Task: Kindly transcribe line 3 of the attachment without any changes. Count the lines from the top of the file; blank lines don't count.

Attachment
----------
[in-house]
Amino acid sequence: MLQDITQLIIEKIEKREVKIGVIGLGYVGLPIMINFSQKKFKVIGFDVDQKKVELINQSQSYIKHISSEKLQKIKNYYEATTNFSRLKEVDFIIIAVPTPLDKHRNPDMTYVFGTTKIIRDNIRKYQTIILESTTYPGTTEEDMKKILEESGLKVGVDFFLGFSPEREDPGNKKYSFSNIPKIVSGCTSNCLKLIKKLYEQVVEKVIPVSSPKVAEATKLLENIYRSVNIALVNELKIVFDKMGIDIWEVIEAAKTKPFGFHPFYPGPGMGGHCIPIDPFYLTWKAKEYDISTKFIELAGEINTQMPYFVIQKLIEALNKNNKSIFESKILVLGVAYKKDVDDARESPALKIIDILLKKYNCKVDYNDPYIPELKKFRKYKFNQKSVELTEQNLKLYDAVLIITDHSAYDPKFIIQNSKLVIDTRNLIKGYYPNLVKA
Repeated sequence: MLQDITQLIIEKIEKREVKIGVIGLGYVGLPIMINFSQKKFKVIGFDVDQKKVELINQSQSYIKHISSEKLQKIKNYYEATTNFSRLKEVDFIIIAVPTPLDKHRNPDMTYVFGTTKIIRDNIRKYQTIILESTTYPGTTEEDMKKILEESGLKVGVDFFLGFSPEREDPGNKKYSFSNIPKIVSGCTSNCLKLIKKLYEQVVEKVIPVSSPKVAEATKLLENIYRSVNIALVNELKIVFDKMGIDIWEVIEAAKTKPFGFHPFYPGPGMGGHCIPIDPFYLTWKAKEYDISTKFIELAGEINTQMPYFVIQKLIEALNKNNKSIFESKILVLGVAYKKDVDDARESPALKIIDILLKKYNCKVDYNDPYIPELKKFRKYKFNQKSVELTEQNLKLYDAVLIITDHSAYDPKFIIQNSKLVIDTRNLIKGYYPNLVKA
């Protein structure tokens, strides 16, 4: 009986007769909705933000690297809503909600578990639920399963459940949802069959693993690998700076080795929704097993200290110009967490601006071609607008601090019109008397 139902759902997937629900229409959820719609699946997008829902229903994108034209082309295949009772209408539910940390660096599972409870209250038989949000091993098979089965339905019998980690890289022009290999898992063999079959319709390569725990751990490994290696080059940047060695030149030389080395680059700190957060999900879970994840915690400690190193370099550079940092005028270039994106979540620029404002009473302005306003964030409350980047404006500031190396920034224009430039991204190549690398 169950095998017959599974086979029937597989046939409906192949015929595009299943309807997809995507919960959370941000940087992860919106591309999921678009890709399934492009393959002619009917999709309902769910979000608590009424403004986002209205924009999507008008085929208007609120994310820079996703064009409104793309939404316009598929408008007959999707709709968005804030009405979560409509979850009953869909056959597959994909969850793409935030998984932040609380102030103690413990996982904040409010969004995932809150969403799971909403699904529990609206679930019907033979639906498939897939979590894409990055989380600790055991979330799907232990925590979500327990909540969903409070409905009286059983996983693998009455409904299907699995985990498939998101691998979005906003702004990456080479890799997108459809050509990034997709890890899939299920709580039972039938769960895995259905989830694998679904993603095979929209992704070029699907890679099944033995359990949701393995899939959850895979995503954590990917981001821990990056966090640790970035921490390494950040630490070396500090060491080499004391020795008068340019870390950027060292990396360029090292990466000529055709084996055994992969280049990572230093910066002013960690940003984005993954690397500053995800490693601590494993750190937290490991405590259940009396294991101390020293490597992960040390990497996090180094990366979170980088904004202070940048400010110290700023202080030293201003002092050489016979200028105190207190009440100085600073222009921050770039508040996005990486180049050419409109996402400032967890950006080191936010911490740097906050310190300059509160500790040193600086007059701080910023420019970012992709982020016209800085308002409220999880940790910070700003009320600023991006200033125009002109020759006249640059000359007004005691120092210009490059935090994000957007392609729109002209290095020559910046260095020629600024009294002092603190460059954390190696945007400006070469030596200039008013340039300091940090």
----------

Repeated sequence: MLQDITQLIIEKIEKREVKIGVIGLGYVGLPIMINFSQKKFKVIGFDVDQKKVELINQSQSYIKHISSEKLQKIKNYYEATTNFSRLKEVDFIIIAVPTPLDKHRNPDMTYVFGTTKIIRDNIRKYQTIILESTTYPGTTEEDMKKILEESGLKVGVDFFLGFSPEREDPGNKKYSFSNIPKIVSGCTSNCLKLIKKLYEQVVEKVIPVSSPKVAEATKLLENIYRSVNIALVNELKIVFDKMGIDIWEVIEAAKTKPFGFHPFYPGPGMGGHCIPIDPFYLTWKAKEYDISTKFIELAGEINTQMPYFVIQKLIEALNKNNKSIFESKILVLGVAYKKDVDDARESPALKIIDILLKKYNCKVDYNDPYIPELKKFRKYKFNQKSVELTEQNLKLYDAVLIITDHSAYDPKFIIQNSKLVIDTRNLIKGYYPNLVKA